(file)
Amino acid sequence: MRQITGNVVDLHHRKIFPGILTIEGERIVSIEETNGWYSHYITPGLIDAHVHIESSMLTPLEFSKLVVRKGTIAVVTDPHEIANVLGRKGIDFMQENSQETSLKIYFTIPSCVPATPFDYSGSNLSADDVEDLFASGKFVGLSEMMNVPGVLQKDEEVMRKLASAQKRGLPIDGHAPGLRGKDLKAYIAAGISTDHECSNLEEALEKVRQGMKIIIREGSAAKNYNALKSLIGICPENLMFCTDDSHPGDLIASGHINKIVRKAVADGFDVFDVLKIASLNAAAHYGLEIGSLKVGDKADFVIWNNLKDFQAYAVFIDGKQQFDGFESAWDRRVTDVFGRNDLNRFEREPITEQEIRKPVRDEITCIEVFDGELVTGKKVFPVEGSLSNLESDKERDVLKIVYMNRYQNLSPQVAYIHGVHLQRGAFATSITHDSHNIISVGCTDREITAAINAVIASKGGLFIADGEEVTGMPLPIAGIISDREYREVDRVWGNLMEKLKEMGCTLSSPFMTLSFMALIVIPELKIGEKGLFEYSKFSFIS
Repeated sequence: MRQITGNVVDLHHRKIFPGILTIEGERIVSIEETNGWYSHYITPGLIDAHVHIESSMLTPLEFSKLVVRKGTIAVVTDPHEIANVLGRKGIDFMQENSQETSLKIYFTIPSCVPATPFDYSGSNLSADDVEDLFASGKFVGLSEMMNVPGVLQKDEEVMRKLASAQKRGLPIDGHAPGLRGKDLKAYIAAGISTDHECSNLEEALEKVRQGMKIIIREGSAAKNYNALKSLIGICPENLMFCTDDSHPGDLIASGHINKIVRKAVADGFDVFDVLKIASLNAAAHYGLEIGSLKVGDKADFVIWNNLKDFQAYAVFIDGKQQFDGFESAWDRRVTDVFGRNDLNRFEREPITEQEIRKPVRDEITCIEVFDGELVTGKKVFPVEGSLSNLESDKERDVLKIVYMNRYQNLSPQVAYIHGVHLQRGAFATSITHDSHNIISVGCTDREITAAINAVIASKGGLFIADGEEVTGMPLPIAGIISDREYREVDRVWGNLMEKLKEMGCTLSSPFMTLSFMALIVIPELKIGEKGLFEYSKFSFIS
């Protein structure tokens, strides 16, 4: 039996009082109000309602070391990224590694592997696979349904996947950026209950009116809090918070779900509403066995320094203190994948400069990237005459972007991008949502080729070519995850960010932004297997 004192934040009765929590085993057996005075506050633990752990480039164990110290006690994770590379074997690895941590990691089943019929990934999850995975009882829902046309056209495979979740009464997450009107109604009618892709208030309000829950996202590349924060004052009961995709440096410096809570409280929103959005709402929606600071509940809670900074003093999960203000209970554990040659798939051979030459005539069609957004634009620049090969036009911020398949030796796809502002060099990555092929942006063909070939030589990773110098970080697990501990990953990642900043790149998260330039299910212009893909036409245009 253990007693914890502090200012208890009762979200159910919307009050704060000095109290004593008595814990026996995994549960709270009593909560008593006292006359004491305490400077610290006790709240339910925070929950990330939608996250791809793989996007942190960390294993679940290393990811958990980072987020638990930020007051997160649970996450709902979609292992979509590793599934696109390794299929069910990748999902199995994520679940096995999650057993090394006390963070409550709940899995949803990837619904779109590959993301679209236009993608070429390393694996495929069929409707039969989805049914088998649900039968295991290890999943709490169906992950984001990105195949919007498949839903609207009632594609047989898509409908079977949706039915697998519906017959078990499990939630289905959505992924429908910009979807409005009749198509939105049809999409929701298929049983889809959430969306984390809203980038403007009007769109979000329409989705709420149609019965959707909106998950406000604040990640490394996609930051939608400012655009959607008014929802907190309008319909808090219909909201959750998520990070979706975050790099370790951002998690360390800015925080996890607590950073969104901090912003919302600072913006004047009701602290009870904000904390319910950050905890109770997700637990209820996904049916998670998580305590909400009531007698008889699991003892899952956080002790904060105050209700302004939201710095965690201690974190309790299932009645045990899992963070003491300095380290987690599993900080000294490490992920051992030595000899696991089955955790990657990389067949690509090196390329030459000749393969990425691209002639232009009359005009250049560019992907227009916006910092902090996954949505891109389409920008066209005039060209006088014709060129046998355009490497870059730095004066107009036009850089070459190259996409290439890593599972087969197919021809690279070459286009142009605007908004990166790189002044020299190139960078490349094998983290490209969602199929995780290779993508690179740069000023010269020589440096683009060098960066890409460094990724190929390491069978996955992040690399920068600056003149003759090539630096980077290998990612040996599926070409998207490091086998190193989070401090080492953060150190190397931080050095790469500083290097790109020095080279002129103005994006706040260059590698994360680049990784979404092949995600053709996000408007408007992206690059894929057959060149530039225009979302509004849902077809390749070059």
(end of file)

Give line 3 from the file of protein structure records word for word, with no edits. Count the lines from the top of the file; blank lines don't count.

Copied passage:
């Protein structure tokens, strides 16, 4: 039996009082109000309602070391990224590694592997696979349904996947950026209950009116809090918070779900509403066995320094203190994948400069990237005459972007991008949502080729070519995850960010932004297997 004192934040009765929590085993057996005075506050633990752990480039164990110290006690994770590379074997690895941590990691089943019929990934999850995975009882829902046309056209495979979740009464997450009107109604009618892709208030309000829950996202590349924060004052009961995709440096410096809570409280929103959005709402929606600071509940809670900074003093999960203000209970554990040659798939051979030459005539069609957004634009620049090969036009911020398949030796796809502002060099990555092929942006063909070939030589990773110098970080697990501990990953990642900043790149998260330039299910212009893909036409245009 253990007693914890502090200012208890009762979200159910919307009050704060000095109290004593008595814990026996995994549960709270009593909560008593006292006359004491305490400077610290006790709240339910925070929950990330939608996250791809793989996007942190960390294993679940290393990811958990980072987020638990930020007051997160649970996450709902979609292992979509590793599934696109390794299929069910990748999902199995994520679940096995999650057993090394006390963070409550709940899995949803990837619904779109590959993301679209236009993608070429390393694996495929069929409707039969989805049914088998649900039968295991290890999943709490169906992950984001990105195949919007498949839903609207009632594609047989898509409908079977949706039915697998519906017959078990499990939630289905959505992924429908910009979807409005009749198509939105049809999409929701298929049983889809959430969306984390809203980038403007009007769109979000329409989705709420149609019965959707909106998950406000604040990640490394996609930051939608400012655009959607008014929802907190309008319909808090219909909201959750998520990070979706975050790099370790951002998690360390800015925080996890607590950073969104901090912003919302600072913006004047009701602290009870904000904390319910950050905890109770997700637990209820996904049916998670998580305590909400009531007698008889699991003892899952956080002790904060105050209700302004939201710095965690201690974190309790299932009645045990899992963070003491300095380290987690599993900080000294490490992920051992030595000899696991089955955790990657990389067949690509090196390329030459000749393969990425691209002639232009009359005009250049560019992907227009916006910092902090996954949505891109389409920008066209005039060209006088014709060129046998355009490497870059730095004066107009036009850089070459190259996409290439890593599972087969197919021809690279070459286009142009605007908004990166790189002044020299190139960078490349094998983290490209969602199929995780290779993508690179740069000023010269020589440096683009060098960066890409460094990724190929390491069978996955992040690399920068600056003149003759090539630096980077290998990612040996599926070409998207490091086998190193989070401090080492953060150190190397931080050095790469500083290097790109020095080279002129103005994006706040260059590698994360680049990784979404092949995600053709996000408007408007992206690059894929057959060149530039225009979302509004849902077809390749070059």